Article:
FCC Certification: The cost of making assumptions

This post is by John Charters, Radio Product ManagerTRaC

The FCC recently imposed a $10,000.00 fine on a company that was selling a wireless remote control in the USA that didn’t have FCC approval. In this case the company wasn’t one that was wilfully ignoring the law, but rather they appear to have misunderstood the certification process and had wrongly thought that the product had been certified.

The company had started testing before the product was launched, and the failure to achieve certification was due to a lack of understanding and several staff leaving, but the FCC showed no sympathy. In fact they stated that:

“We do not believe that these circumstances warrant any downward adjustment of the proposed forfeiture amount.  It is well established that a violator’s lack of knowledge or erroneous beliefs are not a mitigating factor warranting a forfeiture reduction.”

Obtaining certification can be confusing, and most companies need advice and support to navigate the maze of different international regulations. When it comes to product certification, however, making mistakes isn’t acceptable. In fact the company in this could have been fined even more: up to $16,000 for each violation, or each day of a continuing violation. These fines can amount to a maximum of $112,500 – a huge amount for making a simple mistake.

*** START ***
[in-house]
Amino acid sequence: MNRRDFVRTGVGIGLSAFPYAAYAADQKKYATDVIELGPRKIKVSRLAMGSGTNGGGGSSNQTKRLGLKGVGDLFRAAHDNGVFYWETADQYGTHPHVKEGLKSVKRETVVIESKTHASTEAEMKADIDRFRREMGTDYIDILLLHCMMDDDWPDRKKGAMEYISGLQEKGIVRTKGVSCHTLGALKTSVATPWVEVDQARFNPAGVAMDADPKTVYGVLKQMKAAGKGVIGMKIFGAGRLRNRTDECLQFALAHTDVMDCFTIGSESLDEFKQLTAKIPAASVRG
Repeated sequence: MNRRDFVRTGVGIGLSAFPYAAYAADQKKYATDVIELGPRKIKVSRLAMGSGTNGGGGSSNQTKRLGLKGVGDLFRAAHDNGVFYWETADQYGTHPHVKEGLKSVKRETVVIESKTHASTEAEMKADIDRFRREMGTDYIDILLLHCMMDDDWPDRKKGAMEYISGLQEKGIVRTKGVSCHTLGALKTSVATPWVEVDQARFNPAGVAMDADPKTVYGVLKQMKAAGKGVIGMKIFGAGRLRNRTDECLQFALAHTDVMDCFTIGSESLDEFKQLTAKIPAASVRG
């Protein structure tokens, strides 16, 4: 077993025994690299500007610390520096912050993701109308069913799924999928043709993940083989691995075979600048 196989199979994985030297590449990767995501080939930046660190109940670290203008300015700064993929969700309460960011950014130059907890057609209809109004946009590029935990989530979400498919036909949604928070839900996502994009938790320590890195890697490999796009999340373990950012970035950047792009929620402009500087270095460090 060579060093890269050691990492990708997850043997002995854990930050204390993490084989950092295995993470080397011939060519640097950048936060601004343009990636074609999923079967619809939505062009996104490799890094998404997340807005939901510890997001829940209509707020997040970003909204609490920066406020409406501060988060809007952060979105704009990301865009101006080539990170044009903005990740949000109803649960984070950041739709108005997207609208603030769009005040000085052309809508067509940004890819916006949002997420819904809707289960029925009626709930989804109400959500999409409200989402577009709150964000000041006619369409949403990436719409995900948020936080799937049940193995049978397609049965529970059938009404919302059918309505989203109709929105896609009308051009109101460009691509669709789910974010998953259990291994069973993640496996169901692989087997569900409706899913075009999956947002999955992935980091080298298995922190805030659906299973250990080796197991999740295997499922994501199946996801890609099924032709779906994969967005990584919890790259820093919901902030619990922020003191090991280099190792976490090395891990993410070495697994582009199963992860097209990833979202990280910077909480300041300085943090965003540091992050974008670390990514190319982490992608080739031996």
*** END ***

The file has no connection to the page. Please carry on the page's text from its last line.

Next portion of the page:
There are many different online resources about FCC certification, but the safest approach is always to work with a trusted test partner who will guide you through the process and take responsibility for ensuring that every last detail is addressed.

Some previous Certification & Test entries:

* Choosing an EMC test lab

* First it was EN55022, now it’s the generic standards requiring >1GHz emission testing

* How the UK helped prevent dangerous explosions

* Why some certifications need factory inspections

* Can Standards really be improved?

* What does a UKAS schedule mean?

* Improve temperature testing by optimising chamber airflow and distribution

* Which standard should I apply?

* Are EMC Standards Really Necessary?

* Standards really do help the economy

* Spot the difference – Why military products need CE marking

* Safety Standards for Military applications

* 9 months to go until testing above 1GHz is a reality – are you ready?

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